According to NASA, a miniature robot capable of assisting in surgery has been developed, tested in pigs, and is soon to be trialed in a weightless environment. The robot, which weighs less than 1 pound, can be inserted into the abdomen via the umbilicus and controlled remotely.
The press release from NASA said types of operations that the robot would be capable of performing were "emergency appendectomies, emergency cholecystectomies, emergency perforation of gastric ulcers [sic], and intra-abdominal bleeding due to trauma." NASA meant to say "repair of perforated gastric ulcers." Not surprisingly, many science reporters for media outlets, for example, SFGate and WiredUK, did not notice the error. New Scientist also missed it, but at least published a later correction.
However, even the famous da Vinci robot is incapable of performing surgery on its own.
The original idea was that a surgeon on the ground would direct the robot's movements, but that will not be possible for two reasons. In deep space, the time lag between the earthbound surgeon's actions and the robot's response would be too long, and a recent article about remote-controlled drone crashes highlighted the problems that can occur when links are lost or computers malfunction.
The plan is to train the astronauts to perform minimally invasive robotic surgery on each other. What could go wrong?
If they are only going to train on simulators and then have to do real surgery in space, they will be completely lost, robot or not. I know of no simulator that can re-create the degree of inflammation accompanying some cases of acute appendicitis or cholecystitis. My experience in performing and supervising thousands of these procedures is that at times, these organs are so adherent to the omentum and other structures that dissection is very difficult.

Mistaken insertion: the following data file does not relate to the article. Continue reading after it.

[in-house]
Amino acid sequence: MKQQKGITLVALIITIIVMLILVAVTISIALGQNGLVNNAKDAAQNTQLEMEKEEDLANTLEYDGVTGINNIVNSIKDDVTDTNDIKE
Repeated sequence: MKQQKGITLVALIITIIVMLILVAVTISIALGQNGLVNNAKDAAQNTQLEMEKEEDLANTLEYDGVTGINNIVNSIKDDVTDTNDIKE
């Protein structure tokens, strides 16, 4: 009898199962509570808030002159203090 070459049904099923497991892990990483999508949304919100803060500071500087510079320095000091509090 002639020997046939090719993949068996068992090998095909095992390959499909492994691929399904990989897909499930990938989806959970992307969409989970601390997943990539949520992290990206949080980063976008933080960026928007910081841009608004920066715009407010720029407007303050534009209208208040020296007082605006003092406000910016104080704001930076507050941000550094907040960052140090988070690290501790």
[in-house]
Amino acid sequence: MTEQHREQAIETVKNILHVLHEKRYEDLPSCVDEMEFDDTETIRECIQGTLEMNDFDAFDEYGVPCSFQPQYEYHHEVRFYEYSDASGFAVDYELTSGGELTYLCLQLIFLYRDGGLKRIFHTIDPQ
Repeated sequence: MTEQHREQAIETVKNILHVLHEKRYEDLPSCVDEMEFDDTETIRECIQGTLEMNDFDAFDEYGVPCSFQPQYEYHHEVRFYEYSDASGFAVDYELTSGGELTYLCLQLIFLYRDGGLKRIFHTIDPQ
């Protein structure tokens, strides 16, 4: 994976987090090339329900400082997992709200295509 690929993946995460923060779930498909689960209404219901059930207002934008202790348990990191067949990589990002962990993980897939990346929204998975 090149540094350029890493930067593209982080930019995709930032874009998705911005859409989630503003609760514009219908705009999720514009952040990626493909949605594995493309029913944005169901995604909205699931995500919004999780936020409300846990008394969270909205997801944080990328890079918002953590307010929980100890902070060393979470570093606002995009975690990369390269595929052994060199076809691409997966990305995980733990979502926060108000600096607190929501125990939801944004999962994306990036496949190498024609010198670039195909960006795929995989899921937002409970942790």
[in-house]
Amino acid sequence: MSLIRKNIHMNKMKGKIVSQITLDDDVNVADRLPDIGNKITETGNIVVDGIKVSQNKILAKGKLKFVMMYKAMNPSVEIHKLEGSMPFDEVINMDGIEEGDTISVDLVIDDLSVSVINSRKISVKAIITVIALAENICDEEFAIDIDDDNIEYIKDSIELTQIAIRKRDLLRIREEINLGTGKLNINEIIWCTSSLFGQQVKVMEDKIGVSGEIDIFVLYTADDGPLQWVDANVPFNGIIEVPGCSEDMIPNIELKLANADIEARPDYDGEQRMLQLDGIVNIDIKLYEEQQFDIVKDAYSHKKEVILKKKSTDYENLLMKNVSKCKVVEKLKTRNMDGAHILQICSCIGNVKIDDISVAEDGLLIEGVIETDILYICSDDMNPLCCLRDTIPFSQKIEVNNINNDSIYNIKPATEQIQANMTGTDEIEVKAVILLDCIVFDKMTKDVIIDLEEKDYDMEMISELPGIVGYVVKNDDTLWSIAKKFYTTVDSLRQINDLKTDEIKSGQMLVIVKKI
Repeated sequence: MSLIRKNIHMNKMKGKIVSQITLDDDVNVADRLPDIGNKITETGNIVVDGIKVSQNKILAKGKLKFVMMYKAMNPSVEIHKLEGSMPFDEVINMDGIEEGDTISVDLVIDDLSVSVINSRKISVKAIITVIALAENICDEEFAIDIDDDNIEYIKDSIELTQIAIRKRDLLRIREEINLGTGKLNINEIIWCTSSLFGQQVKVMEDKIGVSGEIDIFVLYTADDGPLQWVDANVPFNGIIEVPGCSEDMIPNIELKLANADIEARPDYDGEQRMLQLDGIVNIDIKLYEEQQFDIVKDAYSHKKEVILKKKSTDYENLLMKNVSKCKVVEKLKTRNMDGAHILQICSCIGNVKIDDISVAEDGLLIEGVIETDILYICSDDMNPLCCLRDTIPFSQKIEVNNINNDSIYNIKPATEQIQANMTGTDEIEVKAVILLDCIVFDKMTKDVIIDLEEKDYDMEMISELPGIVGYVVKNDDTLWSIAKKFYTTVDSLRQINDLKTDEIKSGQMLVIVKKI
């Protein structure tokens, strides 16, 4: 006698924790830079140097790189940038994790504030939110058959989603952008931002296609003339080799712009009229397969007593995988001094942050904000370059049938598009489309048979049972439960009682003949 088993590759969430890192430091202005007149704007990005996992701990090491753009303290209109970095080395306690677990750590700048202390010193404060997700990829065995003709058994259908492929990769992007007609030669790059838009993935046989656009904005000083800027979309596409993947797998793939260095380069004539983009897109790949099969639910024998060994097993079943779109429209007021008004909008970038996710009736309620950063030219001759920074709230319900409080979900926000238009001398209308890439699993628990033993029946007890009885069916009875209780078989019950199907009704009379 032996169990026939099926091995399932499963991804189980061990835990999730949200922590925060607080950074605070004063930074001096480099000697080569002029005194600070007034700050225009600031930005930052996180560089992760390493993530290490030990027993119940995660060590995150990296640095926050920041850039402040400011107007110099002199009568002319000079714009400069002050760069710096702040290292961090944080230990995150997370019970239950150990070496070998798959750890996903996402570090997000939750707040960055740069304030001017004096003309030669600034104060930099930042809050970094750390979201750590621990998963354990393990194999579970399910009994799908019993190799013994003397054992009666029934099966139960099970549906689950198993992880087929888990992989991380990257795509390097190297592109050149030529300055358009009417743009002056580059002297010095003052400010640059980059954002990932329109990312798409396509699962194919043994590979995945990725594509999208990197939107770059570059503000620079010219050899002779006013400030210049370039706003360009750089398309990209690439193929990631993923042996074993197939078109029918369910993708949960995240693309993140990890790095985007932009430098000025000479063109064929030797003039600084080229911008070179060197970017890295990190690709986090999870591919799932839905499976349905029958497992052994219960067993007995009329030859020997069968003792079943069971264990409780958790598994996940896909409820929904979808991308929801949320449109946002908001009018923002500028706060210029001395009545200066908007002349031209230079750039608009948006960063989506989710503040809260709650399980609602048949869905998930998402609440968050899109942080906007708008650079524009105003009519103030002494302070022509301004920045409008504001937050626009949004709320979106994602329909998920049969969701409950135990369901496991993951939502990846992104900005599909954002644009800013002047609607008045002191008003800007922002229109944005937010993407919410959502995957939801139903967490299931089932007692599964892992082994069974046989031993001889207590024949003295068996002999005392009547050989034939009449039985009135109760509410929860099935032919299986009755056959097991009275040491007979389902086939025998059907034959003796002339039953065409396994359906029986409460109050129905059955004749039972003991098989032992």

What happens if a cholecystectomy has to be converted to an open procedure, which occurs in 10% or more of acute cases?
Good luck dealing with intra-abdominal bleeding from trauma using a miniature robot. Have you noticed that blood is not transparent? And how would an astronaut controlling a robot manage a ruptured spleen?
If the plan is for them to practice on humans, who are the subjects going to be? Would you want to have your appendix removed by someone who isn't even a physician, let alone a surgeon?
Assuming they can be adequately trained, which I seriously doubt, how are they going to maintain their skills? A recent paper claims that cardiac surgeons' skills deteriorate if they spend even one day outside of the operating room. [Update on 8/13/14: Here's a link to my post about that paper.]
There is another issue. Because carbon dioxide must be pumped into the abdomen in order to create a space for visualization of the organs, minimally invasive abdominal surgery requires general anesthesia.
The astronauts would have to be able to intubate the trachea of their colleague, induce and maintain deep anesthesia, and of course, successfully awaken the patient.
Is every space vehicle going to have a fully equipped operating room?
I never thought about this before, but one of the biggest barriers to space travel may be medical care—specifically surgery.
Anyway, the colonization of Mars is on the horizon. Crews of 4 are scheduled to depart every 2 years starting in 2024.
Maybe only surgeons and anesthesiologists should be astronauts. Don't forget there should be two of each in case one of them needs surgery.
PS: I know appendicitis can be treated with antibiotics. Don't go there.